List the causes of an elevated lactate immediately following an aortic valve replacement procedure.
Outline your approach to determining the cause.
Pre- operative drug therapy: - metformin, linezolid, anti-retroviral therapy
Prolonged bypass time
Lactate containing priming solution
Inadequate bypass flow rates
Low cardiac output post-surgery –
Inadequate replacement valve function
High dose inotrope therapy
Review patients comorbidities, and drug history
History of liver disease or alcohol/malnutrition
Review course of procedure including bypass time and any complications
Current infusions, including beta agonists
Evidence of poor cardiac output
Evidence of bleeding – drain losses
Evidence of tamponade – CVP, urine output, drains
Abdominal examination for gut ischaemia
Signs of liver failure
Compartments for signs of muscle ischemia
Confirm measurement with repeat
Standard haematology, coagulation and biochemistry tests including creatinine kinase – specifically for evidence of bleeding or liver failure
CXR – evidence of bleeding
ECHO if suspicion of tamponade/valve failure
CT /USS abdomen if suspicion of gut ischaemia/hepatic failure Red cell transketolase if thiamine deficiency suspected
Many candidates provided a general list of causes of hyperlactataemia without being specific to immediately following an aortic valve replacement. When outlining an approach to diagnosing the cause of the elevated lactate, some candidates instead outlined an approach to managing the patient
Among the questions which demand a mindless regurgitation of the Cohen-Woods classification of lactic acidosis, this CICM SAQ shines brightest because it then goes on to stress the higher cognitive functions of the candidates with some analysis and interpretation. The aortic valve replacement patient could have a raised lactate for a thousand reasons.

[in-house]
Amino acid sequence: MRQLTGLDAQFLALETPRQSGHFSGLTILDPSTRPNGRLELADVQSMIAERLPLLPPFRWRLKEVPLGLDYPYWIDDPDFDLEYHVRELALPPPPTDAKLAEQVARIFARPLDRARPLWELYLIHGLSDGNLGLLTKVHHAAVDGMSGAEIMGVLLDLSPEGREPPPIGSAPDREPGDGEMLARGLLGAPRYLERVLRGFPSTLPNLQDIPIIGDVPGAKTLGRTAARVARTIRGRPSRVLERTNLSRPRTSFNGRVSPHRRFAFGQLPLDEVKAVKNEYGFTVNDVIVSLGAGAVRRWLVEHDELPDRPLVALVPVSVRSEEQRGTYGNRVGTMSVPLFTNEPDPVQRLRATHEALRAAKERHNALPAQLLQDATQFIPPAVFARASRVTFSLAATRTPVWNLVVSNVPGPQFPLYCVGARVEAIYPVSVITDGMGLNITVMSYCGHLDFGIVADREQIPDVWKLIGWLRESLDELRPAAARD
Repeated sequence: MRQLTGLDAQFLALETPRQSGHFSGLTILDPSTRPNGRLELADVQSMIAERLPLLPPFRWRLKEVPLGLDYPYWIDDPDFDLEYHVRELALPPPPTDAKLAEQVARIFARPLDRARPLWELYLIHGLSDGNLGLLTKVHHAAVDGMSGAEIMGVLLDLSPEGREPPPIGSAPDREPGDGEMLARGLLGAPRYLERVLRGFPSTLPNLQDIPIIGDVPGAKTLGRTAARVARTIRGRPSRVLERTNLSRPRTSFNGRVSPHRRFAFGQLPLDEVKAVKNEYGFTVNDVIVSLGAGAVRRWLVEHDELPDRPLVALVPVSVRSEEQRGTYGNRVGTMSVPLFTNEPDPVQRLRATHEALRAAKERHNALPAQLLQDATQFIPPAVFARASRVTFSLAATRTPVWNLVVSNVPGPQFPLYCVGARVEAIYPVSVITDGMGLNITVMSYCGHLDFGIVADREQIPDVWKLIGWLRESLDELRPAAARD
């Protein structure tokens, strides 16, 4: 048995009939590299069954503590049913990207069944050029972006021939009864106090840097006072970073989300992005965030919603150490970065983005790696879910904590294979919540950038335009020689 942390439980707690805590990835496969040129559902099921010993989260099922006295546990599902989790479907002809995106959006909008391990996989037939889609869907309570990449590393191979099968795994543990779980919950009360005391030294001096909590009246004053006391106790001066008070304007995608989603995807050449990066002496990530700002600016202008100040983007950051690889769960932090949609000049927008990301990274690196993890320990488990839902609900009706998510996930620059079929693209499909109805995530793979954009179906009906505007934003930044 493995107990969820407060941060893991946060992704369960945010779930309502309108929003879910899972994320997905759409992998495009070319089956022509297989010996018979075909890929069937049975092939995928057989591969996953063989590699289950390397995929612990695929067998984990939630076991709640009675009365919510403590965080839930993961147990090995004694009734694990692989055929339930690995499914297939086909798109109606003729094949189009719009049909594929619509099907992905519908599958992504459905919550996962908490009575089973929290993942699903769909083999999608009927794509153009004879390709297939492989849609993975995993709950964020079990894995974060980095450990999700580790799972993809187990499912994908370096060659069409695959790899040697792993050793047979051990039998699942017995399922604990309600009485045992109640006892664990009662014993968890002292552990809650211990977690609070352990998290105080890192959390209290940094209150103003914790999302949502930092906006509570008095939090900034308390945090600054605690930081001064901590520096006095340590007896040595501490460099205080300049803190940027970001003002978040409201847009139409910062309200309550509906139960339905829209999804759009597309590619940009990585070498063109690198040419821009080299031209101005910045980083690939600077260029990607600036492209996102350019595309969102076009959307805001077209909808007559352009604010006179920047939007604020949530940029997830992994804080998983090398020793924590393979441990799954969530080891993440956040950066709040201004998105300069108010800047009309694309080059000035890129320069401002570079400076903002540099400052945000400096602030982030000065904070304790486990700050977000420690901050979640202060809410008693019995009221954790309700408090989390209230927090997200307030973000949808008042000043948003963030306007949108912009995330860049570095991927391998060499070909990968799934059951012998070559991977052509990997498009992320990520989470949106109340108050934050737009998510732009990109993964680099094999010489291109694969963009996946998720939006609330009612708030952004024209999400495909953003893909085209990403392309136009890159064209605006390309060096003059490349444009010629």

The examiner comments warn against producing a "general list of causes of hyperlactataemia", but if they then go on to include things like thiamine deficiency and lactated priming solution in their model answer, then surely anything is permitted and no stretch of the imagination is too tenuous. Maybe this patient has HIV, was getting the valve replaced because of syphilitic aortitis, and the lactate is raised because of the effect of antiretroviral drugs. In view of this, a general list of causes is offered here, of which some are more related to a recent AVR than others. (In the colleges' defence, the bypass circuit does cause depletion of thiamine levels).
Increased rate of glycolysis due to lack of ATP
Increased rate of glycolysis due to exogenous pro-glycolytic stimulus
Pyruvate dehydrogenase inactivity
Defects of oxidative phosphorylation
Decreased lactate clearance
With regards to the investigations for this problem, the college answer is actually quite good, and little can be done to improve on it. One may merely reorganise it into some different shape. Thus:
Narins RG, Krishna GG, Yee J, Idemiyashiro D, Schmidt RJ: The metabolic acidoses. In: Maxwell & Kleeman's Clinical Disorders of Fluid and Electrolyte Metabolism, edited by Narins RG, New York, McGraw-Hill, 1994, pp769 -825
Luft FC. Lactic acidosis update for critical care clinicians. J Am Soc Nephrol 2001 Feb; 12 Suppl 17 S15-9.
Ohs manual – Chapter 15 by D J (Jamie) Cooper and Alistair D Nichol, titled “Lactic acidosis” (pp. 145)
Cohen RD, Woods HF. Lactic acidosis revisited. Diabetes 1983; 32: 181–91.
Reichard, George A., et al. "Quantitative estimation of the Cori cycle in the human." Journal of Biological Chemistry 238.2 (1963): 495-501.
Andres, Reubin, Gordon Cader, and Kenneth L. Zierler. "The quantitatively minor role of carbohydrate in oxidative metabolism by skeletal muscle in intact man in the basal state. Measurements of oxygen and glucose uptake and carbon dioxide and lactate production in the forearm." Journal of Clinical Investigation 35.6 (1956): 671.
Phypers, Barrie, and JM Tom Pierce. "Lactate physiology in health and disease." Continuing Education in Anaesthesia, Critical Care & Pain 6.3 (2006): 128-132.
Donnino, Michael W., et al. "Coronary artery bypass graft surgery depletes plasma thiamine levels." Nutrition 26.1 (2010): 133-136.